Immunotherapy Special Collection
Exploring optimal sequencing of radiation and immunotherapy combinationsThe purpose of this article is to assemble, review, and provide a synopsis of the historical and current literature regarding optimal sequencing of radiation (RT) and immunotherapy combination treatments.
Role of noninvasive molecular imaging in determining responseThe intersection of immunotherapy and radiation oncology is a rapidly evolving area of preclinical and clinical investigation. The strategy of combining radiation and immunotherapy to enhance local and systemic antitumor immune responses is intriguing yet largely unproven in the clinical setting because the mechanisms of synergy and the determinants of therapeutic response remain undefined. In recent years, several noninvasive molecular imaging approaches have emerged as a platform to interrogate the tumor immune microenvironment.
Toxicity of radiation and immunotherapy combinationsAlthough immunotherapy is a rapidly emerging modality for cancer care, there have been multiple reports of fatal toxicities. There have also been cases of treatment-related deaths with combined non-immunotherapeutic biologic compounds with radiation therapy. Thus, provision of summative information appraising the safety of combinatorial immunotherapy and radiation therapy (iRT) is imperative. Because this has not been well characterized, this review summarizes the available evidence to date.
Field size effects on the risk and severity of treatment-induced lymphopenia in patients undergoing radiation therapy for solid tumorsRadiation-induced lymphopenia (RIL) is the result of direct toxicity to circulating lymphocytes as they traverse the irradiated field, occurs in 40% to 70% of patients who undergo conventional external beam radiation therapy, and is associated with worse outcomes in multiple solid tumors. As immunotherapy strategies evolve, a better understanding of radiation's effects on the immune system is needed in order to develop rational methods of combining RT with immunotherapy.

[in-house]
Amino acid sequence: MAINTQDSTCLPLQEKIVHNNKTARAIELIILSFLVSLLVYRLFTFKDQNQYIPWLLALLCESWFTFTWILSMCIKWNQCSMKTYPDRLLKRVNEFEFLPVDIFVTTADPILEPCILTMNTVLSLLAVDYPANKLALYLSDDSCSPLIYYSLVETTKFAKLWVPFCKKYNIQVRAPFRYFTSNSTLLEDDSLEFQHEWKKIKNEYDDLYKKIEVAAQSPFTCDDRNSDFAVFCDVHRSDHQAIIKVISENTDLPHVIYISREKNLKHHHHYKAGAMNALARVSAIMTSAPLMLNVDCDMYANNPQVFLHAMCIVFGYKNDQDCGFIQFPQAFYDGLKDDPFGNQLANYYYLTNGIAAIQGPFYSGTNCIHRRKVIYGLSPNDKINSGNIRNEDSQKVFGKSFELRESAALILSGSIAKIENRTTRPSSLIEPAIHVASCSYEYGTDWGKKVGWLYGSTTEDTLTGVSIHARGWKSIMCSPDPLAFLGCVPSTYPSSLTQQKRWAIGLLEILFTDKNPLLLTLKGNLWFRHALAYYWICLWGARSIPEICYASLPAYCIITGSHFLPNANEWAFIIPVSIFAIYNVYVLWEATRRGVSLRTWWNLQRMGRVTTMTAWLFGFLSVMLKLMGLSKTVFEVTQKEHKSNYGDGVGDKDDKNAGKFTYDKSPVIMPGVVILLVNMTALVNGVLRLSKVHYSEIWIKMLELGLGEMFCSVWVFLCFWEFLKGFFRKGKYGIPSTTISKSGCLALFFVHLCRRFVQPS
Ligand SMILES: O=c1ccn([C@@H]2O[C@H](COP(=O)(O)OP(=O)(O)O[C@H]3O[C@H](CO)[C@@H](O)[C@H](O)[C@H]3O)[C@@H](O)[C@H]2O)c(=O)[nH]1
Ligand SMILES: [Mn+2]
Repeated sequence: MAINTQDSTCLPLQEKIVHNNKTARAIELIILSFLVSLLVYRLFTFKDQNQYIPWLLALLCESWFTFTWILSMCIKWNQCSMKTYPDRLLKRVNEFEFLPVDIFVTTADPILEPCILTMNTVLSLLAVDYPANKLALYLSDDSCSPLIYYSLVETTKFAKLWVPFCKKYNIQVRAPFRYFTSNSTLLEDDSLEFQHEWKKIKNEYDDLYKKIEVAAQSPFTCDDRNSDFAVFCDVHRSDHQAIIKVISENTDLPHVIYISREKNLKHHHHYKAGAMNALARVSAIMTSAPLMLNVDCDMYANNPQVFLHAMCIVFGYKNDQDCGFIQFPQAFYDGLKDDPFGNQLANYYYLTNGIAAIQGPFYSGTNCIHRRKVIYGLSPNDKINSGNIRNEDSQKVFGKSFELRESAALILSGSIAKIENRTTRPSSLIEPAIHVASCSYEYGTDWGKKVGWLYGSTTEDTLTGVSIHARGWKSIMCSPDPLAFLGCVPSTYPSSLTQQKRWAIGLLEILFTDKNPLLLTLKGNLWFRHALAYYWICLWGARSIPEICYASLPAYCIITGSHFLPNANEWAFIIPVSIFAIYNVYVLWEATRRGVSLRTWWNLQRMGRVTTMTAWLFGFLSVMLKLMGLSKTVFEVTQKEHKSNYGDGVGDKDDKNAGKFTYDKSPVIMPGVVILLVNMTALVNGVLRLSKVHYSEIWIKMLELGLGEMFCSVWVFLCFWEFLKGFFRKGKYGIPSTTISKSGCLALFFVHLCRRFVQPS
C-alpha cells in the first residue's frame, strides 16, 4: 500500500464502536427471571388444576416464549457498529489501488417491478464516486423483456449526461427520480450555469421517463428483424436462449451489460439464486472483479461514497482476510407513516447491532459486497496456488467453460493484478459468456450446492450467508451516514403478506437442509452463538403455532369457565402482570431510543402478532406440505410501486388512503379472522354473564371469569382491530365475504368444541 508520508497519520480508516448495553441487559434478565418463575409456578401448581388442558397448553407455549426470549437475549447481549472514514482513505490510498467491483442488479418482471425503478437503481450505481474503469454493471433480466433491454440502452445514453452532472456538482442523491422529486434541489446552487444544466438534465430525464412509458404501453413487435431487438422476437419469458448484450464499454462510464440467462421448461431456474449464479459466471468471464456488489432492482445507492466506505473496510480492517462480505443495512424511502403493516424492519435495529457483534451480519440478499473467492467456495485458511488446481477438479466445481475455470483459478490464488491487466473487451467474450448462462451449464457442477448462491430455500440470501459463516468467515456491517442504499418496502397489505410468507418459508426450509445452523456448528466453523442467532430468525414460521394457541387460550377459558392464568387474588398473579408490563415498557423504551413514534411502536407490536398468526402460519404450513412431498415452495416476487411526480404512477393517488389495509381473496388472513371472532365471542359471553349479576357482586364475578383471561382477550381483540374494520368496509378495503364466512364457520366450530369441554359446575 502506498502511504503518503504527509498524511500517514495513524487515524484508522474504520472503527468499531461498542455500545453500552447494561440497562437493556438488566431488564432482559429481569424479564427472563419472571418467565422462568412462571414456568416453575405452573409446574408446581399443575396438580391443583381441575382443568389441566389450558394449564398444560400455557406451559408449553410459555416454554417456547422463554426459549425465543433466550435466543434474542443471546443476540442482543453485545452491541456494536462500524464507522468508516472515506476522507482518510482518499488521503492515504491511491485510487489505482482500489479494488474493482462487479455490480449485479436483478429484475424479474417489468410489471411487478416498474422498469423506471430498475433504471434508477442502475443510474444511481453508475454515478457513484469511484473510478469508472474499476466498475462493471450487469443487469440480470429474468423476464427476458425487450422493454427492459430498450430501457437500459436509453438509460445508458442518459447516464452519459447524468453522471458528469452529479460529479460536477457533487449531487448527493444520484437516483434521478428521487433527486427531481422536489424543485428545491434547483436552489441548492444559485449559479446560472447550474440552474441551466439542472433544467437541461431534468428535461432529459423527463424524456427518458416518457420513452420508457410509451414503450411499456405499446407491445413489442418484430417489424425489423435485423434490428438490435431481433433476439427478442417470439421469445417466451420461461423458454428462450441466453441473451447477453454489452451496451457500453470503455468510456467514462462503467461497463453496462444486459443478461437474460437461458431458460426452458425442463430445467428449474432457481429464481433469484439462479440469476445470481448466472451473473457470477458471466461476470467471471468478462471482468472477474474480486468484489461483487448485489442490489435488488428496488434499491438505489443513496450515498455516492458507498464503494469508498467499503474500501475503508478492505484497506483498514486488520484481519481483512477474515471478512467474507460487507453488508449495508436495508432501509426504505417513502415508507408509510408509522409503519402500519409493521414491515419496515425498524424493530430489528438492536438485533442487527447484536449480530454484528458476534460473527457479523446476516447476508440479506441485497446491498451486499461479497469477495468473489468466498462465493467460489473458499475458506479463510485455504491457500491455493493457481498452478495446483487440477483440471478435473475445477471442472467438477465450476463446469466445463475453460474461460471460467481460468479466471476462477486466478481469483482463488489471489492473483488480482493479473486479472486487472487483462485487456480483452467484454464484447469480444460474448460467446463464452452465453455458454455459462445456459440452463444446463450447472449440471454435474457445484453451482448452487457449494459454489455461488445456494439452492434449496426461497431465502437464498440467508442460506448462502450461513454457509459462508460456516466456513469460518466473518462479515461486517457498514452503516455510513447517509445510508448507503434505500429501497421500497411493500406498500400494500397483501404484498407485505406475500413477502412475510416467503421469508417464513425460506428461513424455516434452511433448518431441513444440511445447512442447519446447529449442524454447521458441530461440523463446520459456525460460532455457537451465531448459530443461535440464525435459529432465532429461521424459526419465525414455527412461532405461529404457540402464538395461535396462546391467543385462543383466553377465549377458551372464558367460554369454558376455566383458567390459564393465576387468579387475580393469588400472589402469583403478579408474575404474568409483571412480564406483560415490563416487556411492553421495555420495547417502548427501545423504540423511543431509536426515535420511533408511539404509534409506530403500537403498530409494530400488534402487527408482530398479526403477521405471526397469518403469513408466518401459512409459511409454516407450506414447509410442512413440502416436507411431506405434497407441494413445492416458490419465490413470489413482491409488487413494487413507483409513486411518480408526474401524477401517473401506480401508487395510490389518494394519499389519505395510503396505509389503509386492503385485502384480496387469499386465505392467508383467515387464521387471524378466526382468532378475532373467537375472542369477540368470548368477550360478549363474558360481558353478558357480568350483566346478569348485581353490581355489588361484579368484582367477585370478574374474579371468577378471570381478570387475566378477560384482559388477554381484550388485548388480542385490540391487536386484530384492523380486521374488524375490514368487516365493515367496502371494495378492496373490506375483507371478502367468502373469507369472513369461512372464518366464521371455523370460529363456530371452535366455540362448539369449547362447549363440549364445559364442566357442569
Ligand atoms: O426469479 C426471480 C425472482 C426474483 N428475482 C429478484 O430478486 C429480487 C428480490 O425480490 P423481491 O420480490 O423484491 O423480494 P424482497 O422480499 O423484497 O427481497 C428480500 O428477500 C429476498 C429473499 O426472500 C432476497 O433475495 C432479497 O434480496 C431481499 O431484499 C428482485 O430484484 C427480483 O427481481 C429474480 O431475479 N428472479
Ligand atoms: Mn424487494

The DNA damage response in immunotherapy and radiationDeficiencies in DNA damage repair (DDR) and response represent a common alteration in tumors, and exploitation of this feature using therapeutics has become more prominent.
Role of the immunosuppressive microenvironment in immunotherapyImmunotherapy is reshaping cancer treatment paradigms; however, response rates to immune therapies are low and depend on the host's pre-existing antitumor immunity. The tumor microenvironment is comprised of malignant cells, stroma, and extracellular molecules and can hinder immune control of tumors. Herein, we review how anti-tumor immune responses are formed and how tumors avoid immune destruction. We also outline potential therapeutic targets in the immunosuppressive tumor microenvironment to promote immune control of tumors.
Introduction to the special edition on immunotherapy and radiation oncologyThis special edition of Advances in Radiation Oncology is focused on the role of radiation therapy in the context of immunotherapy. Radiation therapy has been used for more than 50 years as an effective modality to eradicate gross and microscopic cancer. Over the past few decades, a distinct role for radiation from that of directly killing tumor cells has emerged. Tumor responses outside of the radiated field, or abscopal effects (ab scopus = outside the target), have been described, although they are rare with radiation alone.
Generating antitumor immunity by targeted radiation therapy: Role of dose and fractionationAccumulating evidence supports the role of radiation therapy in the induction of antitumor immunity. With recent advancements in stereotactic radiation therapy, there is increasing appreciation that, when combined with immune checkpoint blockade, the type of radiation dose and fractionation regimen selected may both influence local tumor control and also affect the generation of immune responses that are important for systemic control. Although a broad range of radiation dose and fractionation schema have been tested in both the preclinical and clinical settings, recent preclinical evidence suggests the existence of a dose per fraction threshold beyond which radiation becomes less effective in generating tumor immune responses.